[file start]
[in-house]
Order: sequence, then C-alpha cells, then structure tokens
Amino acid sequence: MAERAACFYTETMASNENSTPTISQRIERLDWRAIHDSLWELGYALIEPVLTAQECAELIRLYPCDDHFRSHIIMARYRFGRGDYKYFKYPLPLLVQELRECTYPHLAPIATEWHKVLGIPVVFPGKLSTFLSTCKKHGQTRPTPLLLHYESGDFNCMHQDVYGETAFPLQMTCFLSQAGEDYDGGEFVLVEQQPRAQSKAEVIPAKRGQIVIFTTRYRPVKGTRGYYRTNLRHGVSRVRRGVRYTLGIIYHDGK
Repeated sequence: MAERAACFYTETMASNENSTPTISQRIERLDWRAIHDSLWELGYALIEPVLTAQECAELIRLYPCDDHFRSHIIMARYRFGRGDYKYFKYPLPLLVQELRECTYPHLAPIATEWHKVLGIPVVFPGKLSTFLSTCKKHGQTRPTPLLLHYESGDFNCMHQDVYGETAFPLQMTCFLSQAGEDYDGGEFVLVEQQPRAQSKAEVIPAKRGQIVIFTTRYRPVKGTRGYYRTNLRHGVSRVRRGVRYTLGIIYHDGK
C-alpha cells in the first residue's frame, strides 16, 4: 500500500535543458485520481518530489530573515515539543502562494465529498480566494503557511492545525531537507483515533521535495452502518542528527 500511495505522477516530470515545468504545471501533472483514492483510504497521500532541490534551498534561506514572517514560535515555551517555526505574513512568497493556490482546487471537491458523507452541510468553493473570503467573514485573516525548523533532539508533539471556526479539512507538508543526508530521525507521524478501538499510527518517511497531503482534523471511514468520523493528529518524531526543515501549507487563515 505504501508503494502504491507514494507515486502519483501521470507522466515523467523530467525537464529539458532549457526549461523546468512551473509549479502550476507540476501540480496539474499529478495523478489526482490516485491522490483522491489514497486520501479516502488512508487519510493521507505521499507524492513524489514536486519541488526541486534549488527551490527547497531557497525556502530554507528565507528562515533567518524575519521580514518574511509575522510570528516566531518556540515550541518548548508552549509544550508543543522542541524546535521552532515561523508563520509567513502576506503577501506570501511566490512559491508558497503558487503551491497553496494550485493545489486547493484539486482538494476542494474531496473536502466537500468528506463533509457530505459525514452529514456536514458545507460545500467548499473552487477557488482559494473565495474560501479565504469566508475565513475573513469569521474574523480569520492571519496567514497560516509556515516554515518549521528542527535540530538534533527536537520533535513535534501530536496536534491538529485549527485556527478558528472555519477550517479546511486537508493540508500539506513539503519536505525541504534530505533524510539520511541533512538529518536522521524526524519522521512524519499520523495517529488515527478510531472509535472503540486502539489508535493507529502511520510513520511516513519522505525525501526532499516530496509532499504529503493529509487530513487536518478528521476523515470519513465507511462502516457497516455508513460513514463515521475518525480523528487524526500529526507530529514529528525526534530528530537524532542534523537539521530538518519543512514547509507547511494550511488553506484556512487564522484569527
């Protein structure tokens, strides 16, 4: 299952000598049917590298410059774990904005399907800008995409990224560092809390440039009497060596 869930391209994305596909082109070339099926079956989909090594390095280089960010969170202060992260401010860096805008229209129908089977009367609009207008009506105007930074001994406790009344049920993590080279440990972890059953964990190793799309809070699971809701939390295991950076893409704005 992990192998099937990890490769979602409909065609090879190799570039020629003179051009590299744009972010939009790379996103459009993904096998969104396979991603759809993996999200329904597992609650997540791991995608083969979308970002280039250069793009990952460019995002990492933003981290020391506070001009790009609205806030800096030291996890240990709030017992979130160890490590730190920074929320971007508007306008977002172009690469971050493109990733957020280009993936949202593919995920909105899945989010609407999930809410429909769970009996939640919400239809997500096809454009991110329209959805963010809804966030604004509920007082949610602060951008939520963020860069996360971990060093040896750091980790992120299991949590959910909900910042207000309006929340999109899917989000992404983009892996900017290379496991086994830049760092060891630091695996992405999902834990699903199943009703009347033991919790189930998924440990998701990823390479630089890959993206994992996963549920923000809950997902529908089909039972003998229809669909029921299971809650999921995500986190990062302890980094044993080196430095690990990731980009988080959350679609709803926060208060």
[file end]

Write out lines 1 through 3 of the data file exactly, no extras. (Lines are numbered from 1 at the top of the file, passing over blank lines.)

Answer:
[in-house]
Order: sequence, then C-alpha cells, then structure tokens
Amino acid sequence: MAERAACFYTETMASNENSTPTISQRIERLDWRAIHDSLWELGYALIEPVLTAQECAELIRLYPCDDHFRSHIIMARYRFGRGDYKYFKYPLPLLVQELRECTYPHLAPIATEWHKVLGIPVVFPGKLSTFLSTCKKHGQTRPTPLLLHYESGDFNCMHQDVYGETAFPLQMTCFLSQAGEDYDGGEFVLVEQQPRAQSKAEVIPAKRGQIVIFTTRYRPVKGTRGYYRTNLRHGVSRVRRGVRYTLGIIYHDGK